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Movie buffs rally to fight church’s plan to take over Portage Theater

Brian Claire Lambrecht mug outside Portage Theater Friday April 20 2012. Phocourtesy Brian Lambrecht

Brian and Claire Lambrecht mug outside the Portage Theater on Friday, April 20, 2012. Photo courtesy of Brian Lambrecht

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Updated: May 22, 2012 8:07AM



Mike Edwards got married at the Portage Theater. Brian Lambrecht proposed to his wife on stage during a silent film festival as an organist played and the words, “Will you marry me?” flashed onscreen.

Northwest Side residents with poignant personal memories and silent and horror movie buffs turned out in force on Friday to save a vintage, 1920’s-era Chicago movie house on its way to becoming a church.

They left disappointed when the Zoning Board of Appeals put off a vote on Chicago Tabernacle’s plan to turn the 92-year-old Portage Theater, 4050 N. Milwaukee, into a 1,000-seat “religious assembly” for church services.

Portage Park residents and their local Ald. John Arena (45th) are dead-set against the idea for fear the church would gut the theater’s richly decorated auditorium and familiar marquee.

They’re equally concerned that the church could hamstring a host of other entertainment-related projects in a Six-Corners area “written off” a decade ago but now poised for an economic revival.

Arena noted that no liquor licenses can be granted within 100 feet of a house of worship and no public place of amusement license can be issued within 250 feet without church approval. That would extend all the way to the other side of Irving Park Road, where a multi-million dollar cultural center is planned.

The alderman said he has four projects on his desk — one of them a 300-seat restaurant — that will not go forward without a liquor license.

“We’re really at a tipping point. We can tip forward and generate revenue for the city or we can fall backward,” Arena said.

Property records show the building is owned by investors Robert Levin and realtor Harry Perl, who could not be reached. They have agreed to sell to the church, pending approval of a special use permit by the Zoning Board of Appeals. The theater manager subsequently agreed to match Chicago Tabernacle’s $2.5 million offer, according to Arena.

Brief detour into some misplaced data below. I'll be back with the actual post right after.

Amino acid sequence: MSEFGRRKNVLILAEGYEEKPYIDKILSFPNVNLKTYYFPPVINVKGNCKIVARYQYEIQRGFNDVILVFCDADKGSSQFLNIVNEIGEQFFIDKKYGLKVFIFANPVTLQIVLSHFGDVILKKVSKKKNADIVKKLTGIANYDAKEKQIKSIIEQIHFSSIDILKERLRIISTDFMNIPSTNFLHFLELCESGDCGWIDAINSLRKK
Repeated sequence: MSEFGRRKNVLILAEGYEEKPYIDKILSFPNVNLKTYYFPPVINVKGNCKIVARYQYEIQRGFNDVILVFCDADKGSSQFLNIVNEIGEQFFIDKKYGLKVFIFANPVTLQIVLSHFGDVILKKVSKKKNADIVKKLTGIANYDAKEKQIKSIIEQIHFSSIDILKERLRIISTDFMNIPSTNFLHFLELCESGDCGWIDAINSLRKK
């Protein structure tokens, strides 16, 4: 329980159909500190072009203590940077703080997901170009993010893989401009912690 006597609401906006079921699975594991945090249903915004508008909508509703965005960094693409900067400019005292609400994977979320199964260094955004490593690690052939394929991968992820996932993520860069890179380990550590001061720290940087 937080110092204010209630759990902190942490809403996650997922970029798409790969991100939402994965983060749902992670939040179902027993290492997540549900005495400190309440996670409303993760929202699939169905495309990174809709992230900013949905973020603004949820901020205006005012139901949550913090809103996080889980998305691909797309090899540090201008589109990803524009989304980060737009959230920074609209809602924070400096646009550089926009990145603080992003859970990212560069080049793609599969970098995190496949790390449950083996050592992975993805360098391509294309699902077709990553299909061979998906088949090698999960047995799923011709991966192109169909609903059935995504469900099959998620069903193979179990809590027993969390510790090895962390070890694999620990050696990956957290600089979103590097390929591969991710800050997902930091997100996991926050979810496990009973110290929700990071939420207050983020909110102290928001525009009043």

Church officials hustled out of Friday’s hearing without comment and could not be reached afterwards.

Portage Park resident Julia Baker said she has no problem with churches coming into the neighborhood, but not in a theater that’s home to silent and horror film societies and hosts an occasional concert and classic film.

“They go to church. They go home. That means they won’t be spending money in our neighborhood. They won’t be supporting the retail businesses, whereas people who are going out to spend a night at the theater will go have dinner, maybe spend the afternoon shopping,” Baker said.

Lambrecht, who lives in Addison, is a classic example. He recalled his onstage proposal while wearing a hat he bought at Six-Corners.

“I did a Buster Keaton somersault flip over my date. … It was a great special moment for me and a lot of people in my life. You can’t do that at an I-Max,” he said.

Edwards started a Facebook page to save the theater where he got married.

“If the church wants to buy a theater, find one that’s not in use. There are plenty in this city. I have no problem with that. But not in a functioning business that has a committed following,” he said.

“There’s no other theater that offers what this theater is offering. Classic films. A horror film festival. A Big Lebowski Fest. Day camp for the kids. School plays. It’s a beautiful place and the heart of the community.”

Earlier this month, the Commission on Chicago Landmarks put the Portage Theater on track toward a landmark designation that will make it more difficult for Chicago Tabernacle to make dramatic changes inside and out.

But, Jim Banks, an attorney representing the church, said the building “may still be usable by the church” in spite of the designation.



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